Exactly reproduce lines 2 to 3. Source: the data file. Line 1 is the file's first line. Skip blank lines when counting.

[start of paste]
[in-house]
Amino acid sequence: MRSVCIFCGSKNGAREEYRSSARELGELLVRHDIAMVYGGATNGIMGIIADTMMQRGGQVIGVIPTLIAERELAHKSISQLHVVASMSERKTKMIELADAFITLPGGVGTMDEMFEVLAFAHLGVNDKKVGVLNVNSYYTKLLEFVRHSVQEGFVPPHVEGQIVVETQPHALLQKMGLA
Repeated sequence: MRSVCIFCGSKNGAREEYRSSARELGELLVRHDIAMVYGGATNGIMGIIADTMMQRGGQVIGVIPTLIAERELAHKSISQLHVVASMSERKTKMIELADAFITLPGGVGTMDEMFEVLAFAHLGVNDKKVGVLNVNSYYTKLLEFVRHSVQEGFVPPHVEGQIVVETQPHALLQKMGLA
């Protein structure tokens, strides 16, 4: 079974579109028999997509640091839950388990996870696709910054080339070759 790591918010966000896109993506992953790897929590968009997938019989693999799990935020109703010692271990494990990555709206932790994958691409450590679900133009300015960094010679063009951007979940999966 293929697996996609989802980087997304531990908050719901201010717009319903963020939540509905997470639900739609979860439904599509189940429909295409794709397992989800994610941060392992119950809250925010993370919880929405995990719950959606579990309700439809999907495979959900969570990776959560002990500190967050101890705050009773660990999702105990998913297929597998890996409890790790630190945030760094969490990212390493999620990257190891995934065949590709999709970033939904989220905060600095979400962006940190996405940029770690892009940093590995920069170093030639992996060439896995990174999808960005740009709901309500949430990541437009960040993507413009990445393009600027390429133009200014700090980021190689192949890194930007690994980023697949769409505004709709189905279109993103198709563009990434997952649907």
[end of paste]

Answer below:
Amino acid sequence: MRSVCIFCGSKNGAREEYRSSARELGELLVRHDIAMVYGGATNGIMGIIADTMMQRGGQVIGVIPTLIAERELAHKSISQLHVVASMSERKTKMIELADAFITLPGGVGTMDEMFEVLAFAHLGVNDKKVGVLNVNSYYTKLLEFVRHSVQEGFVPPHVEGQIVVETQPHALLQKMGLA
Repeated sequence: MRSVCIFCGSKNGAREEYRSSARELGELLVRHDIAMVYGGATNGIMGIIADTMMQRGGQVIGVIPTLIAERELAHKSISQLHVVASMSERKTKMIELADAFITLPGGVGTMDEMFEVLAFAHLGVNDKKVGVLNVNSYYTKLLEFVRHSVQEGFVPPHVEGQIVVETQPHALLQKMGLA